I massaged my hands with olive oil to which I added drop or two of oregano and thyme oil. That would be about 1/3 C olive oil with a drop or two each of oregano and thyme oil. Alternately, you could use a drop or two of just oregano or just thyme oil, or just use olive oil.  I personally found that adding the oregano oil was very soothing.

My body absorbed the oils very slowly, so I ended up massaging my wrists, fingers, and hands for a long time while watching TV (for example). I would gently press and massage where I felt pain until the pain gradually worked itself out. I would also flex my wrists, hands, and fingers in different ways until I felt a little pain, and gently held the position and/or massaged the  area. Gradually over a few days or a week or so I  managed to work the pain out and regain some flexibility and dexterity.


To further improve dexterity, do things like picking up and handling coins, counting change, or anything else that involves handling a number of small things. Experiment and see what works best for your particular situation.

How I’m doing Now

  • I can now sleep through the night without pain waking me up.
  • I do not need to sleep on top of folded blankets.
  • I can turn doorknobs and  open most doors unless the door itself is very heavy.
  • I can carry bags with my hands, although if they are really heavy, I have to use my arms and carry them against my torso.
  • I can make a complete fist with both hands first thing in the morning.
  • My wrists, hands, and fingers are still stiff, but the pain is now minimal.
  • Dexterity in my fingers is much better than it was, but not as good as before. At least not yet.
  • I can spend time on the computer keyboarding again (how else could I have written this?). I do have to limit the time because the stiffness creeps back the longer I keyboard. But, when I stop and stretch my hands, the discomfort recedes.
  • I use a large mouse when I keyboard. It’s large enough to comfortably support my hand without strain.
  • I have a much easier time handling small things like putting coins away and making change.

Going Forward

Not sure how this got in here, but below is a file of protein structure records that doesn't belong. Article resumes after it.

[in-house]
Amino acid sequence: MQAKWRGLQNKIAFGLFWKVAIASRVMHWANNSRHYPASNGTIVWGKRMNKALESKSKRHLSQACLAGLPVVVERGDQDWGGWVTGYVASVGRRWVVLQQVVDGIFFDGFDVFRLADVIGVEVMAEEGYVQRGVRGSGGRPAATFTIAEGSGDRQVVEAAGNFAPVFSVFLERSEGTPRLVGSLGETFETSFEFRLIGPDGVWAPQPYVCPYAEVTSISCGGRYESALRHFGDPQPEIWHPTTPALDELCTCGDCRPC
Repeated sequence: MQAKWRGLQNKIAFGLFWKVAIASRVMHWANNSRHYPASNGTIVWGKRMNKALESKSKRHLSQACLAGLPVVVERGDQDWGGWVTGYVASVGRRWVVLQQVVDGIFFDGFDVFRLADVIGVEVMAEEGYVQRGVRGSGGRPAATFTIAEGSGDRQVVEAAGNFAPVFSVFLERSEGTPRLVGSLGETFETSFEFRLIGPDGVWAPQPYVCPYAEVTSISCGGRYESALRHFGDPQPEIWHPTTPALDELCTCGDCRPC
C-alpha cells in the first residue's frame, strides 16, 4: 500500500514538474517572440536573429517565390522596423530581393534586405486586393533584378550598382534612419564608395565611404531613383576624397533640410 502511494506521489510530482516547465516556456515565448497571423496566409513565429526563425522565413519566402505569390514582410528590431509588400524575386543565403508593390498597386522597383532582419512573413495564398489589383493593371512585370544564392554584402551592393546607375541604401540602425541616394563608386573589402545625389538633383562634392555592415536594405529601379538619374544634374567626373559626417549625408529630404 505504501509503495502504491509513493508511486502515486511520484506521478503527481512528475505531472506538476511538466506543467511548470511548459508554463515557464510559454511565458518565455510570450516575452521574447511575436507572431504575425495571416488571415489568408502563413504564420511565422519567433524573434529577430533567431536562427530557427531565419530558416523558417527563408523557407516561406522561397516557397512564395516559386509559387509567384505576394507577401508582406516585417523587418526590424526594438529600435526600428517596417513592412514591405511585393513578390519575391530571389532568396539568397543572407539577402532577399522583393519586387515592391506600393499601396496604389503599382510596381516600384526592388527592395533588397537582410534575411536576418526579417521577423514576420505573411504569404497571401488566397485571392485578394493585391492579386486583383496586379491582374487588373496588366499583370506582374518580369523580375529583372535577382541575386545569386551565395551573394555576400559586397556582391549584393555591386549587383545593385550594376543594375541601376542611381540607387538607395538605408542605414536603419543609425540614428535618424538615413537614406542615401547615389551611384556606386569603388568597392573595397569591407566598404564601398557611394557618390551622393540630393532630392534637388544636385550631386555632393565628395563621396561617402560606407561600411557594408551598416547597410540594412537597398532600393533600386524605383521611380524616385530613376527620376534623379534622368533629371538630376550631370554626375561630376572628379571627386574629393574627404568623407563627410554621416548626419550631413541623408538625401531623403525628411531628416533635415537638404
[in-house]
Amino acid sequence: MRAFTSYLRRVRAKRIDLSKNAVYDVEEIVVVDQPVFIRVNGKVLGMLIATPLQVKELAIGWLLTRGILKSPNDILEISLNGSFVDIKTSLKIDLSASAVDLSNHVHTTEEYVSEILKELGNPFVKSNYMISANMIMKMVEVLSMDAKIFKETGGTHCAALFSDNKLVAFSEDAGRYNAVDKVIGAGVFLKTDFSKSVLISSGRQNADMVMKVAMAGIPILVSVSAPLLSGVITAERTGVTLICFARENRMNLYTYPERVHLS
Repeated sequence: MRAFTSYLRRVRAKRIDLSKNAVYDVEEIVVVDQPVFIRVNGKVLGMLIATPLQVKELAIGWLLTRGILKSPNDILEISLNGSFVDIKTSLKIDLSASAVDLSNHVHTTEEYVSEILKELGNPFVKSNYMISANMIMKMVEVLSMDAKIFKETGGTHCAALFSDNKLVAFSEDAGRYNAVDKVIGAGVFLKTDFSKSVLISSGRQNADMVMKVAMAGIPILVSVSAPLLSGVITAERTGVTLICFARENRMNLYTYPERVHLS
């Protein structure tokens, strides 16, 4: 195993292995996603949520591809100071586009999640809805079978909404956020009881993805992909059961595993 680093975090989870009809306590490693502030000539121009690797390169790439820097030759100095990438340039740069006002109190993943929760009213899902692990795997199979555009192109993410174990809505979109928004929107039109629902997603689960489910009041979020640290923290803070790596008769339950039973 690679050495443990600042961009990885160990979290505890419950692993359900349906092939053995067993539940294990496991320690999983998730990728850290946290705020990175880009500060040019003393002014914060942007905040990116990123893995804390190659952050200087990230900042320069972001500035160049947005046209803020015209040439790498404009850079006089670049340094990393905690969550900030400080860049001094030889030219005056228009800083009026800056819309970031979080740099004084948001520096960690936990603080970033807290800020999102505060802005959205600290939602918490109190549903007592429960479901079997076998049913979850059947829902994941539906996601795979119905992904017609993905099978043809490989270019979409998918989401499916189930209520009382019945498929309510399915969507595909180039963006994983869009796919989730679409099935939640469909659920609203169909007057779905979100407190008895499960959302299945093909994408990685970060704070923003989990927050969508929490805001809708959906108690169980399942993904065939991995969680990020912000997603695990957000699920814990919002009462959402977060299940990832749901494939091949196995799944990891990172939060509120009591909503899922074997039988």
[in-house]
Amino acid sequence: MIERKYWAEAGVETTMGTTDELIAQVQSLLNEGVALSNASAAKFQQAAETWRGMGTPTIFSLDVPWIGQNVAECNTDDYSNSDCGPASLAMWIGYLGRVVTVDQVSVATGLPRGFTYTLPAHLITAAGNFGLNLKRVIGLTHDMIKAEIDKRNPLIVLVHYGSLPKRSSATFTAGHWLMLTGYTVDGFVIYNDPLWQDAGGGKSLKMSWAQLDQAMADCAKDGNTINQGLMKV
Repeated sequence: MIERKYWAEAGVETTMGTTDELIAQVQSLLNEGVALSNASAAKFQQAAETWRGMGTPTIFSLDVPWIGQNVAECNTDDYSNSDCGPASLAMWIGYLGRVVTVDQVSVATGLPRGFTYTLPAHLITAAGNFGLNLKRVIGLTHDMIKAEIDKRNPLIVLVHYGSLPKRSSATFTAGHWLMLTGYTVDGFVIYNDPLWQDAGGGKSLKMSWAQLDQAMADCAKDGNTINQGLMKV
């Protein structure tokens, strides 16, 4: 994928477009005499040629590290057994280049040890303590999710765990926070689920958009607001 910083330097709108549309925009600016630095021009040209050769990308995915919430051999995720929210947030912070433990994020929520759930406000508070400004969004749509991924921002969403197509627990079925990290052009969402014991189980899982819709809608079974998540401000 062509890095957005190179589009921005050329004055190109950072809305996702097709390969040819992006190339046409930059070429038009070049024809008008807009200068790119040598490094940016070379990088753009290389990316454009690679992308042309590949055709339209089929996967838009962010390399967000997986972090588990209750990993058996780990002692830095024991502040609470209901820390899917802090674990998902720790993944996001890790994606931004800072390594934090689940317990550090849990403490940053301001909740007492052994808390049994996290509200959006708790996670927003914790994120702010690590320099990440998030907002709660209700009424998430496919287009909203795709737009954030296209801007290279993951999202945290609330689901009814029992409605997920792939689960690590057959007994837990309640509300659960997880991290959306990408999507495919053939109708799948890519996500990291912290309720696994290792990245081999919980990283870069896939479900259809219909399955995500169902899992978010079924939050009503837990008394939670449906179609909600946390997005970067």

I plan to continue my program forever if that’s what it takes.  I believe I can continue to reduce the pain and stiffness, increase my manual dexterity, and make myself stronger in my hands, arms, and shoulders.

How I Minimized my Osteoarthritis Symptoms

Henna Hair to Natural Grey – The Steps

The goal is to get to where my hair grows out dark from the indigo, with some red highlights from the henna, and beautifully conditioned from the cassia. When I get to the last step, I will maintain that mix until all of the dark red underneath has been cut off. Then, I will stop using the mix and let the indigo and henna fade to gray little by little every time I wash my hair.

Even though henna is a permanent color, it should fade with the the semi-permanent indigo because I use so little henna with more indigo in Step 6. The goal is to have the indigo and henna fade together. We’ll find out how well that works when I get there.

To go from henna hair to natural gray, I changed the mix in the following steps:

1.   50 gms henna, 20 gms, cassia, 5 gms indigo: Completed 8/8/2018
2.   40 gms henna, 25 gms cassia, 10 gms indigo: Completed 8/25/2018
3.   30 gms henna, 30 gms cassia, 15 gms indigo: Completed 9/9/2018
4.   20 gms henna, 40 gms cassia + 15 gms indigo: Completed 9/25/2018
5.   10 gms henna, 50 gms cassia + 15 gms indigo: Completed 10/9/2018
6.   5 gms henna, 55 gms cassia + 15 gms indigo: Completed 10/24/2018
7.   Continue Step 6 until all dark henna hair grows out and has been cut off 
 After one month, adjusted mix to 8-10 gms henna + 50 gms cassia + 15 gms indigo
9.   Continue Step 8 until all dark henna hair grows out and has been cut off
10. Fade to gray  – tbd

Step 1


50 gms henna, 20 gms, cassia, 5 gms indigo

Before doing Step 1, I went to my hair stylist, William Hopper at Custom Hair Styling in San Jose CA, and had him cut off 2 inches from the bottom.

The next day, after completing step 1 (see photo at left), my hair is about the same color, but the roots are a lighter orange/brown (not shown in the photo) that blend nicely with the rest of my hair. It is slightly more brown than burgundy from the addition of the indigo.

IMG_20180816_101245.jpgAfter washing my hair a couple of times over the next week, it is easier to see how my hair is starting to turn brown (see photo at left). At this point it still has some burgundy highlighting, which you can see in the middle of the photo.

The brown color comes from mixing henna with indigo.  You get a nice brown with red highlights.  Also, henna is brightest right after you apply it and gradually fades as you wash your hair. The indigo also slowly fades, which is where I want to  end up with light brown hair with the burgundy color grown out and cut off, at which point I can fade to gray.

Step 2


40 gms henna, 25 gms cassia, 10 gms indigo

Looking a little darker, especially compared to the first picture in Step 1, after applying the Step 2 herbs (less henna and more indigo) to my hair.

Here is how it looks after two hair washings:


Step 3

30 gms henna, 30 gms cassia, 15 gms indigo


Getting lighter with a more even color.




After one washing it is slightly less red (more brown) and a more even color:


Step 4

20 gms henna, 40 gms cassia + 15 gms indigo

IMG_9-26-2018Looking underneath you can see that the hair is getting darker with the henna to indigo ratio changing. Light coming in through a window makes the henna red seem stronger than it actually is.